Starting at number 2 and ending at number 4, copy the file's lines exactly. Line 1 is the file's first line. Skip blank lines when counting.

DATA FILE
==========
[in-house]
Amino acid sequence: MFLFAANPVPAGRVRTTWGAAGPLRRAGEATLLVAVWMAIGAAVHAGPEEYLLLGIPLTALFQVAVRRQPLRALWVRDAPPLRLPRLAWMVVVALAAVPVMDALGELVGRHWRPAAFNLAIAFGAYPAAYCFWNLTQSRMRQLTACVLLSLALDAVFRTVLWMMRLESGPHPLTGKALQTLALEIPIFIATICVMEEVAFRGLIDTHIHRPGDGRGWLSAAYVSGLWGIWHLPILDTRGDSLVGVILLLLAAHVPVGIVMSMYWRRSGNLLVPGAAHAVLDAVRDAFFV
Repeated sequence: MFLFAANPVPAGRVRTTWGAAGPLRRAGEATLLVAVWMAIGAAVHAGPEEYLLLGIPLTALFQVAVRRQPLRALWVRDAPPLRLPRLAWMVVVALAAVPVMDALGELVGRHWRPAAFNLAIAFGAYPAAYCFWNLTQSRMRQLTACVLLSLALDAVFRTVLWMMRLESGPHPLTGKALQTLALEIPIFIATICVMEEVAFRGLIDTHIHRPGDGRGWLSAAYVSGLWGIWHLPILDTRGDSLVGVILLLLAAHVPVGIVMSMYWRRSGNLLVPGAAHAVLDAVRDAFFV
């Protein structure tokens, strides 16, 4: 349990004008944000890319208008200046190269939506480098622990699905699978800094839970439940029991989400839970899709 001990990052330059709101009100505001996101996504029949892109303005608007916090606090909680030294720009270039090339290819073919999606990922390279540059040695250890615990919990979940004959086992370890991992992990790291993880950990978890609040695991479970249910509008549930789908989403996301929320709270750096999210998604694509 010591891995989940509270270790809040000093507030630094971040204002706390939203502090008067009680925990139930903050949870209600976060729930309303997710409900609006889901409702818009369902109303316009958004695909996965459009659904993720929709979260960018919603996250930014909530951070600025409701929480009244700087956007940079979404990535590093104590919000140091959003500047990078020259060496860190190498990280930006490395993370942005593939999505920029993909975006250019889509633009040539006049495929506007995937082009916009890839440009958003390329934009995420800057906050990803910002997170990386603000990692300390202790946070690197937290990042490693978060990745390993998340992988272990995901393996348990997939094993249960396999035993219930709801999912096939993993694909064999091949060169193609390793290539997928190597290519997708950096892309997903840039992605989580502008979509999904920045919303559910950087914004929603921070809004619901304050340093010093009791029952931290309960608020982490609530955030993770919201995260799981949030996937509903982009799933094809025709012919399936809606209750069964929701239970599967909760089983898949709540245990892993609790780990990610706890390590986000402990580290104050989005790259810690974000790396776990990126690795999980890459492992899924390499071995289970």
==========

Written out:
Amino acid sequence: MFLFAANPVPAGRVRTTWGAAGPLRRAGEATLLVAVWMAIGAAVHAGPEEYLLLGIPLTALFQVAVRRQPLRALWVRDAPPLRLPRLAWMVVVALAAVPVMDALGELVGRHWRPAAFNLAIAFGAYPAAYCFWNLTQSRMRQLTACVLLSLALDAVFRTVLWMMRLESGPHPLTGKALQTLALEIPIFIATICVMEEVAFRGLIDTHIHRPGDGRGWLSAAYVSGLWGIWHLPILDTRGDSLVGVILLLLAAHVPVGIVMSMYWRRSGNLLVPGAAHAVLDAVRDAFFV
Repeated sequence: MFLFAANPVPAGRVRTTWGAAGPLRRAGEATLLVAVWMAIGAAVHAGPEEYLLLGIPLTALFQVAVRRQPLRALWVRDAPPLRLPRLAWMVVVALAAVPVMDALGELVGRHWRPAAFNLAIAFGAYPAAYCFWNLTQSRMRQLTACVLLSLALDAVFRTVLWMMRLESGPHPLTGKALQTLALEIPIFIATICVMEEVAFRGLIDTHIHRPGDGRGWLSAAYVSGLWGIWHLPILDTRGDSLVGVILLLLAAHVPVGIVMSMYWRRSGNLLVPGAAHAVLDAVRDAFFV
């Protein structure tokens, strides 16, 4: 349990004008944000890319208008200046190269939506480098622990699905699978800094839970439940029991989400839970899709 001990990052330059709101009100505001996101996504029949892109303005608007916090606090909680030294720009270039090339290819073919999606990922390279540059040695250890615990919990979940004959086992370890991992992990790291993880950990978890609040695991479970249910509008549930789908989403996301929320709270750096999210998604694509 010591891995989940509270270790809040000093507030630094971040204002706390939203502090008067009680925990139930903050949870209600976060729930309303997710409900609006889901409702818009369902109303316009958004695909996965459009659904993720929709979260960018919603996250930014909530951070600025409701929480009244700087956007940079979404990535590093104590919000140091959003500047990078020259060496860190190498990280930006490395993370942005593939999505920029993909975006250019889509633009040539006049495929506007995937082009916009890839440009958003390329934009995420800057906050990803910002997170990386603000990692300390202790946070690197937290990042490693978060990745390993998340992988272990995901393996348990997939094993249960396999035993219930709801999912096939993993694909064999091949060169193609390793290539997928190597290519997708950096892309997903840039992605989580502008979509999904920045919303559910950087914004929603921070809004619901304050340093010093009791029952931290309960608020982490609530955030993770919201995260799981949030996937509903982009799933094809025709012919399936809606209750069964929701239970599967909760089983898949709540245990892993609790780990990610706890390590986000402990580290104050989005790259810690974000790396776990990126690795999980890459492992899924390499071995289970």